Huskies downplay home pressure
SEATTLE -- Watching Washington's tight-wire act in the NCAA volleyball regional final, you couldn't help but think about how much pressure the Huskies must have felt to "make it home alive."
The national semifinal and final are at KeyArena, less than five miles from Washington's campus. Surely, the Huskies carried that weight all year, knowing how much it would mean to them, their fans and the volleyball community in this area for Washington to be playing in this event.
That had to be unavoidable: part burden, part wonderful opportunity. When they went down 2-0 against Southern Cal last Saturday, and later faced two match points in the fifth set after rallying -- wow, how tense must the Huskies have felt?
Well, that's what you'd think, right? But to hear them tell it Wednesday on the eve of their national semifinal match with Penn State, the Huskies did not overwhelm themselves with such thoughts.
"I don't think we ever talked about it just because it's in Seattle," junior star Krista Vansant said of making the national semis. "Getting here has been a goal every single year. It doesn't matter exactly where it is.
"I think it adds to the motivation that it's here. But if it was in Florida, if it was wherever, we would want to be here no matter what."
You can decide for yourself if this is completely true -- or just a good psychological trick the Huskies used to avoid thinking too much about the big picture, as opposed to the step-by-step process.
Washington coach Jim McLaughlin said he didn't talk to his team about any added importance of advancing this far this particular year.
"I had faith that if we did the things we were capable of doing … it wasn't going to be about anybody else," he said. "It was going to be about us. We measure progress every week. We continued to get better. When they got a little complacent, I jumped them and said, 'We've got to go another step, or we're not going to do this thing.'
"So it was in my heart. It was in my mind, but I tried my best not to think about it."
Um, OK. If you say so. If the Huskies did successfully manage to not let the location of this event be too big a millstone around their necks all season, congrats to them. Now that they're actually here and know the party isn't happening without them, McLaughlin can appreciate the impact that it has.
Even in a community that has so many pro sports options with the NFL, MLB, the WNBA, etc., McLaughlin is pleased with the niche his program has carved out.
"Volleyball is big here," McLaughlin said. "We have a nice culture. So it's very meaningful. I don't know how to put it into words. When you're in a place like Seattle you've got so much stuff going on, but people love their volleyball."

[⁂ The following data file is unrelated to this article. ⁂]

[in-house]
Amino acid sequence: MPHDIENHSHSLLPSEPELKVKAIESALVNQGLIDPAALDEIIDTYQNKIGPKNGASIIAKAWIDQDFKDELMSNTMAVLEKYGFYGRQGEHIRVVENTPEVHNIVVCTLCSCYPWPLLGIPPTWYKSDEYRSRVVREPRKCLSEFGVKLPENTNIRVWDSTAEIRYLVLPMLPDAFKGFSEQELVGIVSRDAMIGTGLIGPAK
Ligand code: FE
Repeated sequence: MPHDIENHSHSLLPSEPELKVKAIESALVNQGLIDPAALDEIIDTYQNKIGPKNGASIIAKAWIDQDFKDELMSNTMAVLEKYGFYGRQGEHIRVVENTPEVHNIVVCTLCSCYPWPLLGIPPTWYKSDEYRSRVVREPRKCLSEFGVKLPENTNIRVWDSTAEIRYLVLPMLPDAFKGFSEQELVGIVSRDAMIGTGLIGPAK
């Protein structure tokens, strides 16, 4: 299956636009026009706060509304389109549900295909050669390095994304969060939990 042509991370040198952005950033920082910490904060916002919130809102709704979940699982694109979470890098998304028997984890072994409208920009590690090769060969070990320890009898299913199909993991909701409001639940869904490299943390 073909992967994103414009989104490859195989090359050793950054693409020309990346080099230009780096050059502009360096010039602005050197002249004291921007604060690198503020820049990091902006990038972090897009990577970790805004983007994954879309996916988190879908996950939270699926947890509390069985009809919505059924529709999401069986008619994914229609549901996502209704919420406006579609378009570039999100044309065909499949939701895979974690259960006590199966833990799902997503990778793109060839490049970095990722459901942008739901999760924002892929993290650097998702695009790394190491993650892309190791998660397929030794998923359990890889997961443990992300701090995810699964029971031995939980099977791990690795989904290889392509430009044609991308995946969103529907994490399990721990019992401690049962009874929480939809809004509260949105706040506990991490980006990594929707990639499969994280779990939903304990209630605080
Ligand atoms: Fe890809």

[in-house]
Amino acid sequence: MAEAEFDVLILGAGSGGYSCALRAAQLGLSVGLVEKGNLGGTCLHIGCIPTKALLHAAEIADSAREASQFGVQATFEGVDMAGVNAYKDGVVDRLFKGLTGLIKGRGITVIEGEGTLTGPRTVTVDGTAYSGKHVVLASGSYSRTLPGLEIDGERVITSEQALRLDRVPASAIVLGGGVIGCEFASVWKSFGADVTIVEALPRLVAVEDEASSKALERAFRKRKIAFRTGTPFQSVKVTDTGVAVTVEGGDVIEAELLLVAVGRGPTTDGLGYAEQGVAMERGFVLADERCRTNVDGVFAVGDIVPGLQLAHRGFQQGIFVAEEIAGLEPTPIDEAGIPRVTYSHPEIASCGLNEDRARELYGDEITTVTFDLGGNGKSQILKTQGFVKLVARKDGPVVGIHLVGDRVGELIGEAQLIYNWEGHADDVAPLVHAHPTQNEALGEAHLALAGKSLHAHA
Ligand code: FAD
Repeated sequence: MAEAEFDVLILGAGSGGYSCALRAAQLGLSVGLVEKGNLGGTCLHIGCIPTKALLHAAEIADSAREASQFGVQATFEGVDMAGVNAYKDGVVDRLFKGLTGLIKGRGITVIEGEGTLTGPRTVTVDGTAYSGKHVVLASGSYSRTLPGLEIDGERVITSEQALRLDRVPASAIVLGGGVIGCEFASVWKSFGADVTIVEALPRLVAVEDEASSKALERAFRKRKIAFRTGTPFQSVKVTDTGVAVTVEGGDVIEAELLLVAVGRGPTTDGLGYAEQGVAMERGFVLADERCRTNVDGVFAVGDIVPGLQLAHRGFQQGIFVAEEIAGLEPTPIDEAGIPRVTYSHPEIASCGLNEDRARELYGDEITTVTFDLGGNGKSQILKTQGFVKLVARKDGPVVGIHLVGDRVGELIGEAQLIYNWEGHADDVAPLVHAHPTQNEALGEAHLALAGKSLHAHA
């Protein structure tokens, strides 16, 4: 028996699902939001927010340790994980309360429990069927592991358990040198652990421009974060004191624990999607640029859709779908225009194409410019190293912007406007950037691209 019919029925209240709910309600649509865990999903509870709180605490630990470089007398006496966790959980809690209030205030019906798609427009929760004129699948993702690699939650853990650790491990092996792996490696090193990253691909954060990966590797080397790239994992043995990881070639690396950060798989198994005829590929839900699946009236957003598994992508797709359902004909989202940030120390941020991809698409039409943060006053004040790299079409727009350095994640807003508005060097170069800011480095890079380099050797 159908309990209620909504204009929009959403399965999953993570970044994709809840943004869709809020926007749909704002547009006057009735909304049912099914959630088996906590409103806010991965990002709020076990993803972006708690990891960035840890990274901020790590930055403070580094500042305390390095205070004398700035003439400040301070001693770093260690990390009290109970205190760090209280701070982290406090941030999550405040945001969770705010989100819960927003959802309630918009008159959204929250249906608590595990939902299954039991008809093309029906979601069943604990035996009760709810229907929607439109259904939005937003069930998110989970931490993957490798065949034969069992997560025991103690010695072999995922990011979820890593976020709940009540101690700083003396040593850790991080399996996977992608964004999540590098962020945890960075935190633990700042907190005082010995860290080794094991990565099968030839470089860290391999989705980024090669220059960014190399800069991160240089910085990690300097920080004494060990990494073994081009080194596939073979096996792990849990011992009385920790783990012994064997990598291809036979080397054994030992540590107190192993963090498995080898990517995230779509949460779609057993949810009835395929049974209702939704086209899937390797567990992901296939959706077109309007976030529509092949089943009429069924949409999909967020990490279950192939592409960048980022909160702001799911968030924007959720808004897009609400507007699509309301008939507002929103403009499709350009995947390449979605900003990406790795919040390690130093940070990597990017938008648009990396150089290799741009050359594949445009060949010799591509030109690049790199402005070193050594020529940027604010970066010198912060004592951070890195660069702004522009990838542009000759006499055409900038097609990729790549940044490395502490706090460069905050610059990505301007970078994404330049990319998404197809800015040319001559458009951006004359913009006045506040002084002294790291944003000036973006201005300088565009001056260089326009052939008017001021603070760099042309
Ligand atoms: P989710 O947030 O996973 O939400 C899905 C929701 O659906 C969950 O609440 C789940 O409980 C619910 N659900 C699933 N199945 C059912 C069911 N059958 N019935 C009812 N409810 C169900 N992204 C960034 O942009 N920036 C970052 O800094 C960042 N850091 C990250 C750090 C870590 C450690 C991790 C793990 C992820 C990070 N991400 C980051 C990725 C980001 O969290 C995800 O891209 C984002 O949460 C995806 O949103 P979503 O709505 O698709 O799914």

Fans in Happy Valley are supportive of volleyball as well, with Penn State hoping to win its sixth NCAA title. And in the Big Ten conference, there are some very loud and passionate venues, chief among them Nebraska.
Thus, the Nittany Lions aren't worried that they'll be rattled by a loud, pro-Huskies crowd. Penn State coach Russ Rose, with his trademark dry wit, dismissed the suggestion that noise in KeyArena would be distracting.
"I think there's a lot of noise in life," Rose said. "The people who are successful ignore the noise and do what they're supposed to do."
Rose, incidentally, enjoyed watching the televised drama of Washington's five-set win over USC on Saturday -- even if he did drift off to sleep during the match. (It didn't end until nearly 2:20 a.m. ET.)
When the Huskies and Trojans started in Los Angeles, Rose and his team were already back home from the Lexington regional. Rose said he took more than a page of notes on USC -- which won the first two sets -- in possible preparation for facing the Trojans here. Then, the travel caught up with Rose, and he nodded off. He woke up in time for the fifth set, after which he tossed his USC notes in the trash.
"Instead, he'll face off against McLaughlin, a good friend. McLaughlin said his players will have to manage the excitement of being the "crowd favorite" with just staying in the moment and playing fundamental volleyball.
"To play in front of you home crowd, that gets you jacked," McLaughlin said. "But you've got to control those emotions, so you can play."